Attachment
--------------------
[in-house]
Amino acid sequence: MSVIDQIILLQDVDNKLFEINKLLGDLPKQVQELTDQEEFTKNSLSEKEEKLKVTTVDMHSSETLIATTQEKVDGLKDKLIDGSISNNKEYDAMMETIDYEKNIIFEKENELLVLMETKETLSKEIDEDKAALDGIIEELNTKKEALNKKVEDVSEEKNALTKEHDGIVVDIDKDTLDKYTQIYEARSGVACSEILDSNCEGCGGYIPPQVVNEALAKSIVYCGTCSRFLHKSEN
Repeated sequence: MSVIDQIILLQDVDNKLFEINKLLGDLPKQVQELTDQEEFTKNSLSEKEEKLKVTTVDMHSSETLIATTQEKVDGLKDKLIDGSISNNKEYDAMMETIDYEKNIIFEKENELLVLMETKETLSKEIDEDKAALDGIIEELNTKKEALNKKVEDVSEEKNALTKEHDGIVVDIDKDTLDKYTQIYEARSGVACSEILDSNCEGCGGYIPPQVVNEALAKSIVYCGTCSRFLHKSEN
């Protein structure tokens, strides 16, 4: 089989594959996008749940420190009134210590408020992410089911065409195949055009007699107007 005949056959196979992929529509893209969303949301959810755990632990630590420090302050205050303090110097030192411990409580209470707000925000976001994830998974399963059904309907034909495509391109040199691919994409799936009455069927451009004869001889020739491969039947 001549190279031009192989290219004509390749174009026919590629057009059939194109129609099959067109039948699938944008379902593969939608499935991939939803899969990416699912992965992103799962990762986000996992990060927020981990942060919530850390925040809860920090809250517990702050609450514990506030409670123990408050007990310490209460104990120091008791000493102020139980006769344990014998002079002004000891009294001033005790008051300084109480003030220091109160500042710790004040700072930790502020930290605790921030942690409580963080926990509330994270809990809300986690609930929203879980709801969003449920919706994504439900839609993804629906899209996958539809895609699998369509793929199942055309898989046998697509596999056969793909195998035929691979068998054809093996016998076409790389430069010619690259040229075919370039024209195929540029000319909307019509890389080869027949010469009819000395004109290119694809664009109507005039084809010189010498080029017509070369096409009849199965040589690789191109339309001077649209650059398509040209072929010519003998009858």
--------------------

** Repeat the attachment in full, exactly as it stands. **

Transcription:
[in-house]
Amino acid sequence: MSVIDQIILLQDVDNKLFEINKLLGDLPKQVQELTDQEEFTKNSLSEKEEKLKVTTVDMHSSETLIATTQEKVDGLKDKLIDGSISNNKEYDAMMETIDYEKNIIFEKENELLVLMETKETLSKEIDEDKAALDGIIEELNTKKEALNKKVEDVSEEKNALTKEHDGIVVDIDKDTLDKYTQIYEARSGVACSEILDSNCEGCGGYIPPQVVNEALAKSIVYCGTCSRFLHKSEN
Repeated sequence: MSVIDQIILLQDVDNKLFEINKLLGDLPKQVQELTDQEEFTKNSLSEKEEKLKVTTVDMHSSETLIATTQEKVDGLKDKLIDGSISNNKEYDAMMETIDYEKNIIFEKENELLVLMETKETLSKEIDEDKAALDGIIEELNTKKEALNKKVEDVSEEKNALTKEHDGIVVDIDKDTLDKYTQIYEARSGVACSEILDSNCEGCGGYIPPQVVNEALAKSIVYCGTCSRFLHKSEN
């Protein structure tokens, strides 16, 4: 089989594959996008749940420190009134210590408020992410089911065409195949055009007699107007 005949056959196979992929529509893209969303949301959810755990632990630590420090302050205050303090110097030192411990409580209470707000925000976001994830998974399963059904309907034909495509391109040199691919994409799936009455069927451009004869001889020739491969039947 001549190279031009192989290219004509390749174009026919590629057009059939194109129609099959067109039948699938944008379902593969939608499935991939939803899969990416699912992965992103799962990762986000996992990060927020981990942060919530850390925040809860920090809250517990702050609450514990506030409670123990408050007990310490209460104990120091008791000493102020139980006769344990014998002079002004000891009294001033005790008051300084109480003030220091109160500042710790004040700072930790502020930290605790921030942690409580963080926990509330994270809990809300986690609930929203879980709801969003449920919706994504439900839609993804629906899209996958539809895609699998369509793929199942055309898989046998697509596999056969793909195998035929691979068998054809093996016998076409790389430069010619690259040229075919370039024209195929540029000319909307019509890389080869027949010469009819000395004109290119694809664009109507005039084809010189010498080029017509070369096409009849199965040589690789191109339309001077649209650059398509040209072929010519003998009858």